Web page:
W. W. Bass 1904
Cline Library, NAU

W. W. Bass came to the Grand Canyon in the 1880s in search of mineral wealth and to cultivate his friendship with members of the Havasupai Tribe.  In 1885, he erected a primitive tent camp at the rim, about twenty-five miles west of today's Grand Canyon Village.  The site, improved substantially over the next few years, became known as Bass Camp.

W. W. Bass
Grand Canyon National
 Park Museum Collection

Between 1885 and 1891, Bass and some of his Havasupai friends improved an old Native American trail into the inner canyon.  Bass named it the Mystic Spring Trail, and he used the trail to guide visitors into the inner canyon and to prospect.  As Bass' operation expanded, he and his crew eventually established more than fifty miles of inner-canyon trails below both the South and North Rims.  A hike from rim to rim was possible thanks to Bass' cable tramway crossing the river.  His tramway no longer stands.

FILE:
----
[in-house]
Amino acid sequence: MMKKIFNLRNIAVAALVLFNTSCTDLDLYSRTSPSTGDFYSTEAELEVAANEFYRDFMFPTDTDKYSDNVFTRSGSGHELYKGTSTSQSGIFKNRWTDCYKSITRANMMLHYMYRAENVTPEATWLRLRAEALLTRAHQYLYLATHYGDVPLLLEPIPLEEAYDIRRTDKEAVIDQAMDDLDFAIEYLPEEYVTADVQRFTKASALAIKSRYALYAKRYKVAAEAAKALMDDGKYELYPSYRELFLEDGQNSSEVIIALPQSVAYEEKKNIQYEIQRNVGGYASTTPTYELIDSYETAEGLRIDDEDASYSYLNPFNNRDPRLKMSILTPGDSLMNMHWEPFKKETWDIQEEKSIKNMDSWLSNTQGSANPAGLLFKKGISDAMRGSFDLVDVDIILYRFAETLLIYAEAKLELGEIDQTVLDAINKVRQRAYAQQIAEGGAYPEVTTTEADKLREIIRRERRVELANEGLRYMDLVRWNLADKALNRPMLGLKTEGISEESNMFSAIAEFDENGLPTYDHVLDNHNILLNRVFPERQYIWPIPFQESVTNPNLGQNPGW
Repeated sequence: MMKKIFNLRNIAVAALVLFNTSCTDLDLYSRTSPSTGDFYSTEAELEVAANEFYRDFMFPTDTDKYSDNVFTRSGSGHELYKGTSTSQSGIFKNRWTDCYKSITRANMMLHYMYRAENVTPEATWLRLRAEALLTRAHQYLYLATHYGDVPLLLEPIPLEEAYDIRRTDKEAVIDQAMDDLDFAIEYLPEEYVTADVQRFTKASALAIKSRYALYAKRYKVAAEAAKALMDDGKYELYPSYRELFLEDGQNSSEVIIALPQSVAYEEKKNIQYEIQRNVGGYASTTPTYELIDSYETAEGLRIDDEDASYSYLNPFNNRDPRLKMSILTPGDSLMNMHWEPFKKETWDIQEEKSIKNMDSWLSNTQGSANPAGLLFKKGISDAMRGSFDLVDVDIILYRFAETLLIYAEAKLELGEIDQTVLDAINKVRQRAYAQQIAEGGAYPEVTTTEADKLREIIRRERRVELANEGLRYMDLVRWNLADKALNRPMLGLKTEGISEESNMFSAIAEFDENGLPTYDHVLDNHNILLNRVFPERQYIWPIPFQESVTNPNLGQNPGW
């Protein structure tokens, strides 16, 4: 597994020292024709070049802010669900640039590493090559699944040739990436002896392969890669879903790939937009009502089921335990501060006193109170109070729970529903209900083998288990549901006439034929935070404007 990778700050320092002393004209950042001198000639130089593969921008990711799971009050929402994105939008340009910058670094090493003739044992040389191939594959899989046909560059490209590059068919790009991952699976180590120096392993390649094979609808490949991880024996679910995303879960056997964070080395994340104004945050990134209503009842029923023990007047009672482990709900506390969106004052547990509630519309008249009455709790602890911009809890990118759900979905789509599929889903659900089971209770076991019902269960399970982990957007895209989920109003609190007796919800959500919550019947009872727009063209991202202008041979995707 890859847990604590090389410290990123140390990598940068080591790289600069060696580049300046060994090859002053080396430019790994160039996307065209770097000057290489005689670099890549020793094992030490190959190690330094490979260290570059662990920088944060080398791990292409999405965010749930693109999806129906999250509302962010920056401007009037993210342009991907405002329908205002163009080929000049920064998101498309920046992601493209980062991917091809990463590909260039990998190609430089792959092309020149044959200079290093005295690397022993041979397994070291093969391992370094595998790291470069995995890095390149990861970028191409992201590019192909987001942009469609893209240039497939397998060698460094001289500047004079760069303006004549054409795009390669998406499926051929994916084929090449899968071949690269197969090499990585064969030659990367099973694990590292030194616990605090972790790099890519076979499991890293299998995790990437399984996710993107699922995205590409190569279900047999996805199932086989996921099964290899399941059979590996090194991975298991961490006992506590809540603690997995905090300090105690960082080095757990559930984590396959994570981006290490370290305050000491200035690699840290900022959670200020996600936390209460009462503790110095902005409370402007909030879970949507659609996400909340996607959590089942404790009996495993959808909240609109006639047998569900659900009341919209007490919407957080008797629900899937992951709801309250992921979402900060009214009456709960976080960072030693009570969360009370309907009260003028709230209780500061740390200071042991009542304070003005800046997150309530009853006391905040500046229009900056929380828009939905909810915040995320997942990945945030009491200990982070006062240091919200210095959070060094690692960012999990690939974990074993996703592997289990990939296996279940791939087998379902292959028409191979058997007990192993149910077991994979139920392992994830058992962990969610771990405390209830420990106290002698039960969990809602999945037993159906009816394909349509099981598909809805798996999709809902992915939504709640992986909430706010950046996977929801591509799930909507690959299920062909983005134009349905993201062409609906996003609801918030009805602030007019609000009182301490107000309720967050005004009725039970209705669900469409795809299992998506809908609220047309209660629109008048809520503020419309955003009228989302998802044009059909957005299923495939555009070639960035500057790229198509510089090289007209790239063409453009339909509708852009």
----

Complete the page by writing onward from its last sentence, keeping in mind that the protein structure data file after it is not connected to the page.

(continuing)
W. W. Bass 1910
Cline Library, NAU

In the mid-1890s, Bass married Ada Lenore Diefendorf, an easterner who met Bass during a vacation at the Grand Canyon.  Ada Bass assisted her husband in every aspect of his business, and she also found time to raise four children, becoming the first white woman to raise a family at the rim.

Source material for this story: 2006 Grand Canyon National Park Calendar printed by the Grand Canyon Association.


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